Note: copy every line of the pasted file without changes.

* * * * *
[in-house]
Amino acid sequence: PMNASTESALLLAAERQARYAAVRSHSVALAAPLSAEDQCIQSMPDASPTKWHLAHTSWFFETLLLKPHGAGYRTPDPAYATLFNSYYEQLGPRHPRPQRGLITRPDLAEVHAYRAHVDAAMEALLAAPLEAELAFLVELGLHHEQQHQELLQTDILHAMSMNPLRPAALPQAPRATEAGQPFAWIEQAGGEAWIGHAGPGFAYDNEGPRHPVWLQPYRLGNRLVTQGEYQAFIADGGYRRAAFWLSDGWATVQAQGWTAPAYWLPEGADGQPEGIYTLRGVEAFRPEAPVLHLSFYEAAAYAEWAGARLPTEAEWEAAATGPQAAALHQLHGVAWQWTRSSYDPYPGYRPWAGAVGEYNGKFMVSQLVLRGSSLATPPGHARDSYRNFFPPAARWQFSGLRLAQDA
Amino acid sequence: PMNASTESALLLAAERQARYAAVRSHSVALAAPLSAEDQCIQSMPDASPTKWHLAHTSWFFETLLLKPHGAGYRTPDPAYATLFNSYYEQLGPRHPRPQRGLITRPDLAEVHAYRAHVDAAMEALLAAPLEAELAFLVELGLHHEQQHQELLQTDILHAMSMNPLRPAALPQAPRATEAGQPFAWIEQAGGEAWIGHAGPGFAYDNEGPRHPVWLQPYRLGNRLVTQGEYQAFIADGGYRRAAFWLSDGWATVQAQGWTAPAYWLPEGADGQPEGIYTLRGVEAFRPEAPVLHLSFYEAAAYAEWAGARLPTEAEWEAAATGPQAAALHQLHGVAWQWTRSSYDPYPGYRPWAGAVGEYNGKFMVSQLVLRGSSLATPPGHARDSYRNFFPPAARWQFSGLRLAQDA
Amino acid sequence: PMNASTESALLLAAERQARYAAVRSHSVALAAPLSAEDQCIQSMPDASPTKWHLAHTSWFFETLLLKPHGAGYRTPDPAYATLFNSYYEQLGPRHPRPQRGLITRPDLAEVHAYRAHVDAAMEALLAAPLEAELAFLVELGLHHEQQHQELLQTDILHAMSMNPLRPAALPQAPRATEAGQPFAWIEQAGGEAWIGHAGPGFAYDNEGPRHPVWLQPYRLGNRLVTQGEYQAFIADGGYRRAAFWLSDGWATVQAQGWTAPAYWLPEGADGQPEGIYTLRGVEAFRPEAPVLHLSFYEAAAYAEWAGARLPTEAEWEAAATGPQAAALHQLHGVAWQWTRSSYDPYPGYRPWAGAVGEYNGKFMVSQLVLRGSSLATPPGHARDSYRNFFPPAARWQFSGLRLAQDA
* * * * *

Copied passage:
[in-house]
Amino acid sequence: PMNASTESALLLAAERQARYAAVRSHSVALAAPLSAEDQCIQSMPDASPTKWHLAHTSWFFETLLLKPHGAGYRTPDPAYATLFNSYYEQLGPRHPRPQRGLITRPDLAEVHAYRAHVDAAMEALLAAPLEAELAFLVELGLHHEQQHQELLQTDILHAMSMNPLRPAALPQAPRATEAGQPFAWIEQAGGEAWIGHAGPGFAYDNEGPRHPVWLQPYRLGNRLVTQGEYQAFIADGGYRRAAFWLSDGWATVQAQGWTAPAYWLPEGADGQPEGIYTLRGVEAFRPEAPVLHLSFYEAAAYAEWAGARLPTEAEWEAAATGPQAAALHQLHGVAWQWTRSSYDPYPGYRPWAGAVGEYNGKFMVSQLVLRGSSLATPPGHARDSYRNFFPPAARWQFSGLRLAQDA
Amino acid sequence: PMNASTESALLLAAERQARYAAVRSHSVALAAPLSAEDQCIQSMPDASPTKWHLAHTSWFFETLLLKPHGAGYRTPDPAYATLFNSYYEQLGPRHPRPQRGLITRPDLAEVHAYRAHVDAAMEALLAAPLEAELAFLVELGLHHEQQHQELLQTDILHAMSMNPLRPAALPQAPRATEAGQPFAWIEQAGGEAWIGHAGPGFAYDNEGPRHPVWLQPYRLGNRLVTQGEYQAFIADGGYRRAAFWLSDGWATVQAQGWTAPAYWLPEGADGQPEGIYTLRGVEAFRPEAPVLHLSFYEAAAYAEWAGARLPTEAEWEAAATGPQAAALHQLHGVAWQWTRSSYDPYPGYRPWAGAVGEYNGKFMVSQLVLRGSSLATPPGHARDSYRNFFPPAARWQFSGLRLAQDA
Amino acid sequence: PMNASTESALLLAAERQARYAAVRSHSVALAAPLSAEDQCIQSMPDASPTKWHLAHTSWFFETLLLKPHGAGYRTPDPAYATLFNSYYEQLGPRHPRPQRGLITRPDLAEVHAYRAHVDAAMEALLAAPLEAELAFLVELGLHHEQQHQELLQTDILHAMSMNPLRPAALPQAPRATEAGQPFAWIEQAGGEAWIGHAGPGFAYDNEGPRHPVWLQPYRLGNRLVTQGEYQAFIADGGYRRAAFWLSDGWATVQAQGWTAPAYWLPEGADGQPEGIYTLRGVEAFRPEAPVLHLSFYEAAAYAEWAGARLPTEAEWEAAATGPQAAALHQLHGVAWQWTRSSYDPYPGYRPWAGAVGEYNGKFMVSQLVLRGSSLATPPGHARDSYRNFFPPAARWQFSGLRLAQDA